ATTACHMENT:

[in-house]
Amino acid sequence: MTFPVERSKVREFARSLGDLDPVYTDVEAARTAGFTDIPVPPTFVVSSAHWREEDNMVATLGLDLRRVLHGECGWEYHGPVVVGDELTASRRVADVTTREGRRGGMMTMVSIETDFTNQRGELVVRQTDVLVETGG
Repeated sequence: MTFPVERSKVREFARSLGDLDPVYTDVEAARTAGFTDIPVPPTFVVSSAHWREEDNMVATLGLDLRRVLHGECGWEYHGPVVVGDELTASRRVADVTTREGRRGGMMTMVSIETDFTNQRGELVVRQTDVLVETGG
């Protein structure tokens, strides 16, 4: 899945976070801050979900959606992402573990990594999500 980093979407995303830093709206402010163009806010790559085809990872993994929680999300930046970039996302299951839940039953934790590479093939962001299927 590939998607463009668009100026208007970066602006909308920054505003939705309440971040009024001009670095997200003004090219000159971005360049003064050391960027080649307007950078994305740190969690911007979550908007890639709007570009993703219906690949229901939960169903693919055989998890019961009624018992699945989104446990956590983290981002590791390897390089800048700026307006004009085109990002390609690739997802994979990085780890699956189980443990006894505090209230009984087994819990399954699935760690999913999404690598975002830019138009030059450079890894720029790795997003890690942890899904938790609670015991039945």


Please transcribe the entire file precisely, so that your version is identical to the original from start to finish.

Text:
[in-house]
Amino acid sequence: MTFPVERSKVREFARSLGDLDPVYTDVEAARTAGFTDIPVPPTFVVSSAHWREEDNMVATLGLDLRRVLHGECGWEYHGPVVVGDELTASRRVADVTTREGRRGGMMTMVSIETDFTNQRGELVVRQTDVLVETGG
Repeated sequence: MTFPVERSKVREFARSLGDLDPVYTDVEAARTAGFTDIPVPPTFVVSSAHWREEDNMVATLGLDLRRVLHGECGWEYHGPVVVGDELTASRRVADVTTREGRRGGMMTMVSIETDFTNQRGELVVRQTDVLVETGG
């Protein structure tokens, strides 16, 4: 899945976070801050979900959606992402573990990594999500 980093979407995303830093709206402010163009806010790559085809990872993994929680999300930046970039996302299951839940039953934790590479093939962001299927 590939998607463009668009100026208007970066602006909308920054505003939705309440971040009024001009670095997200003004090219000159971005360049003064050391960027080649307007950078994305740190969690911007979550908007890639709007570009993703219906690949229901939960169903693919055989998890019961009624018992699945989104446990956590983290981002590791390897390089800048700026307006004009085109990002390609690739997802994979990085780890699956189980443990006894505090209230009984087994819990399954699935760690999913999404690598975002830019138009030059450079890894720029790795997003890690942890899904938790609670015991039945």